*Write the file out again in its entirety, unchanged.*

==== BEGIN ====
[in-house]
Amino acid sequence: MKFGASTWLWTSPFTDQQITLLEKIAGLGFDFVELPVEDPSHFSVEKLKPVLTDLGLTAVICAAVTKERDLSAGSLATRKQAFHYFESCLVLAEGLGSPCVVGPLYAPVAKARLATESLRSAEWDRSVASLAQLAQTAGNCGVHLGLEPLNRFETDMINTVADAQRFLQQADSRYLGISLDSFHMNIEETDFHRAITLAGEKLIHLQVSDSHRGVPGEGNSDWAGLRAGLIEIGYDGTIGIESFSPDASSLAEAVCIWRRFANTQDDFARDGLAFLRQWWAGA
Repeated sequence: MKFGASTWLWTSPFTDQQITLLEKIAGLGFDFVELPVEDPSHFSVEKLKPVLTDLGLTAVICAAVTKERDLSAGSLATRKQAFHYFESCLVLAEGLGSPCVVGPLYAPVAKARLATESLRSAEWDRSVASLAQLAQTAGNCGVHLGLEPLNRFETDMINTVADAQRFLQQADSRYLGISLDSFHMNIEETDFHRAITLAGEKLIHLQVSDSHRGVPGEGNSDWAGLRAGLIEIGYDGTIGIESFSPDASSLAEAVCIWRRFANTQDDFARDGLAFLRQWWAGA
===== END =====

[in-house]
Amino acid sequence: MKFGASTWLWTSPFTDQQITLLEKIAGLGFDFVELPVEDPSHFSVEKLKPVLTDLGLTAVICAAVTKERDLSAGSLATRKQAFHYFESCLVLAEGLGSPCVVGPLYAPVAKARLATESLRSAEWDRSVASLAQLAQTAGNCGVHLGLEPLNRFETDMINTVADAQRFLQQADSRYLGISLDSFHMNIEETDFHRAITLAGEKLIHLQVSDSHRGVPGEGNSDWAGLRAGLIEIGYDGTIGIESFSPDASSLAEAVCIWRRFANTQDDFARDGLAFLRQWWAGA
Repeated sequence: MKFGASTWLWTSPFTDQQITLLEKIAGLGFDFVELPVEDPSHFSVEKLKPVLTDLGLTAVICAAVTKERDLSAGSLATRKQAFHYFESCLVLAEGLGSPCVVGPLYAPVAKARLATESLRSAEWDRSVASLAQLAQTAGNCGVHLGLEPLNRFETDMINTVADAQRFLQQADSRYLGISLDSFHMNIEETDFHRAITLAGEKLIHLQVSDSHRGVPGEGNSDWAGLRAGLIEIGYDGTIGIESFSPDASSLAEAVCIWRRFANTQDDFARDGLAFLRQWWAGA